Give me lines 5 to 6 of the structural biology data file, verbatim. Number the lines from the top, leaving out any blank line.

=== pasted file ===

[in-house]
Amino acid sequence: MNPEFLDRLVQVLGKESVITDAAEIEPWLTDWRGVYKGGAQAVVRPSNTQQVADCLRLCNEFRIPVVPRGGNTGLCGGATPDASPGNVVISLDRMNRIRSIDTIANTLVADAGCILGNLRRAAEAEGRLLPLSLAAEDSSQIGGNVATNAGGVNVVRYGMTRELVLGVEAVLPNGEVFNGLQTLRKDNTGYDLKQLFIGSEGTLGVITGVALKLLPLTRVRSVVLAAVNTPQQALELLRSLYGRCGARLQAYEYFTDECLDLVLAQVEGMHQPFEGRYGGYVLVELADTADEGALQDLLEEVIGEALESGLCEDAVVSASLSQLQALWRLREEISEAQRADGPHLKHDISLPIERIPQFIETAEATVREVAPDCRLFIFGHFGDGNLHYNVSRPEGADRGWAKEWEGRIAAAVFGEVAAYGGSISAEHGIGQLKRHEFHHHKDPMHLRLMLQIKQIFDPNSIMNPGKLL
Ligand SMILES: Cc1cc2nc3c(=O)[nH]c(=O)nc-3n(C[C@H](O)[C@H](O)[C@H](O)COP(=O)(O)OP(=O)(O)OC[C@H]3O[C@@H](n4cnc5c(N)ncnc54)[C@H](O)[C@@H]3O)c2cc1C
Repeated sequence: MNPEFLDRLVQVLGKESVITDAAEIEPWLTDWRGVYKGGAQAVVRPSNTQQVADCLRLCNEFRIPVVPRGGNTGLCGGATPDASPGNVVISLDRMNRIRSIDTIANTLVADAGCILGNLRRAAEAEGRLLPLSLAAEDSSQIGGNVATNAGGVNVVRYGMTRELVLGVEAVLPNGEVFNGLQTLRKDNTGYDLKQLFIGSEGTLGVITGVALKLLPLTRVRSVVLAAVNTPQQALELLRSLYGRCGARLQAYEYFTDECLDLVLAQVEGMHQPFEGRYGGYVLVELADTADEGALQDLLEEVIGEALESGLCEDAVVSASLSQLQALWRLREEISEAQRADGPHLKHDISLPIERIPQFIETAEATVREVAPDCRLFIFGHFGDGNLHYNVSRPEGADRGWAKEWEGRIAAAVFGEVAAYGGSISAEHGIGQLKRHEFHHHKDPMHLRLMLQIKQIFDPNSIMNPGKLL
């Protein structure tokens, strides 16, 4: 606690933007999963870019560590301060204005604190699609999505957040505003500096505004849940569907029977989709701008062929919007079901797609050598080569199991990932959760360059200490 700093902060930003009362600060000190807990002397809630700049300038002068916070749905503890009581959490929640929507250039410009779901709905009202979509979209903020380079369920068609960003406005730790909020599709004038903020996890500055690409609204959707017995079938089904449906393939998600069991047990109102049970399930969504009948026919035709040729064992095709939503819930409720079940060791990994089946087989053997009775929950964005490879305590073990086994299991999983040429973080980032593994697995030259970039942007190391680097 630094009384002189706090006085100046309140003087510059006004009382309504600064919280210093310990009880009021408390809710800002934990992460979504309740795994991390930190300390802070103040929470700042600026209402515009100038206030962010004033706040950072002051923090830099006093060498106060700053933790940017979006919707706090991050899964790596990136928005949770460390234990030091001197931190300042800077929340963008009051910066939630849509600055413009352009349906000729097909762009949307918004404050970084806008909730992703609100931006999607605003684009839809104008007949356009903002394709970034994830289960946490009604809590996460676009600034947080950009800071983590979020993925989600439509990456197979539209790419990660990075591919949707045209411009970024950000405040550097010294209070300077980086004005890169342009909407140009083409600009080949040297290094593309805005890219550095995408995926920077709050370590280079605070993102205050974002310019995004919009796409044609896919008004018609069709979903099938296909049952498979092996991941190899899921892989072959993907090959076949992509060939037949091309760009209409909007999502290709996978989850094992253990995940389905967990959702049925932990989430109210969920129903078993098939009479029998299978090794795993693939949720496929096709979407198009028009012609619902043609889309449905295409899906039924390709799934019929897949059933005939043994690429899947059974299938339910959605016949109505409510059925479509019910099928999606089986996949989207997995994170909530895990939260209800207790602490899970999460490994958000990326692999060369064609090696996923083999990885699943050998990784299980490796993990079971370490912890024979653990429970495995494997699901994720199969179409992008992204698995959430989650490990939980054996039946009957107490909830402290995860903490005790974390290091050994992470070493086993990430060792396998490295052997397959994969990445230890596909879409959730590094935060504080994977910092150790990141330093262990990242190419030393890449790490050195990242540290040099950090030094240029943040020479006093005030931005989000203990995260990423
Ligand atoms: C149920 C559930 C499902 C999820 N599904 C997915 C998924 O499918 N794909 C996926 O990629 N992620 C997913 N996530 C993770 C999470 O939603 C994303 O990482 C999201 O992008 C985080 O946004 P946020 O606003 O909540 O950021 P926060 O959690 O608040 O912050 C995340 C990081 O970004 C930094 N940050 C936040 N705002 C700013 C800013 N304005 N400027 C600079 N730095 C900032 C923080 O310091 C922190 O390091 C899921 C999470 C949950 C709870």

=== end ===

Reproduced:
């Protein structure tokens, strides 16, 4: 606690933007999963870019560590301060204005604190699609999505957040505003500096505004849940569907029977989709701008062929919007079901797609050598080569199991990932959760360059200490 700093902060930003009362600060000190807990002397809630700049300038002068916070749905503890009581959490929640929507250039410009779901709905009202979509979209903020380079369920068609960003406005730790909020599709004038903020996890500055690409609204959707017995079938089904449906393939998600069991047990109102049970399930969504009948026919035709040729064992095709939503819930409720079940060791990994089946087989053997009775929950964005490879305590073990086994299991999983040429973080980032593994697995030259970039942007190391680097 630094009384002189706090006085100046309140003087510059006004009382309504600064919280210093310990009880009021408390809710800002934990992460979504309740795994991390930190300390802070103040929470700042600026209402515009100038206030962010004033706040950072002051923090830099006093060498106060700053933790940017979006919707706090991050899964790596990136928005949770460390234990030091001197931190300042800077929340963008009051910066939630849509600055413009352009349906000729097909762009949307918004404050970084806008909730992703609100931006999607605003684009839809104008007949356009903002394709970034994830289960946490009604809590996460676009600034947080950009800071983590979020993925989600439509990456197979539209790419990660990075591919949707045209411009970024950000405040550097010294209070300077980086004005890169342009909407140009083409600009080949040297290094593309805005890219550095995408995926920077709050370590280079605070993102205050974002310019995004919009796409044609896919008004018609069709979903099938296909049952498979092996991941190899899921892989072959993907090959076949992509060939037949091309760009209409909007999502290709996978989850094992253990995940389905967990959702049925932990989430109210969920129903078993098939009479029998299978090794795993693939949720496929096709979407198009028009012609619902043609889309449905295409899906039924390709799934019929897949059933005939043994690429899947059974299938339910959605016949109505409510059925479509019910099928999606089986996949989207997995994170909530895990939260209800207790602490899970999460490994958000990326692999060369064609090696996923083999990885699943050998990784299980490796993990079971370490912890024979653990429970495995494997699901994720199969179409992008992204698995959430989650490990939980054996039946009957107490909830402290995860903490005790974390290091050994992470070493086993990430060792396998490295052997397959994969990445230890596909879409959730590094935060504080994977910092150790990141330093262990990242190419030393890449790490050195990242540290040099950090030094240029943040020479006093005030931005989000203990995260990423
Ligand atoms: C149920 C559930 C499902 C999820 N599904 C997915 C998924 O499918 N794909 C996926 O990629 N992620 C997913 N996530 C993770 C999470 O939603 C994303 O990482 C999201 O992008 C985080 O946004 P946020 O606003 O909540 O950021 P926060 O959690 O608040 O912050 C995340 C990081 O970004 C930094 N940050 C936040 N705002 C700013 C800013 N304005 N400027 C600079 N730095 C900032 C923080 O310091 C922190 O390091 C899921 C999470 C949950 C709870």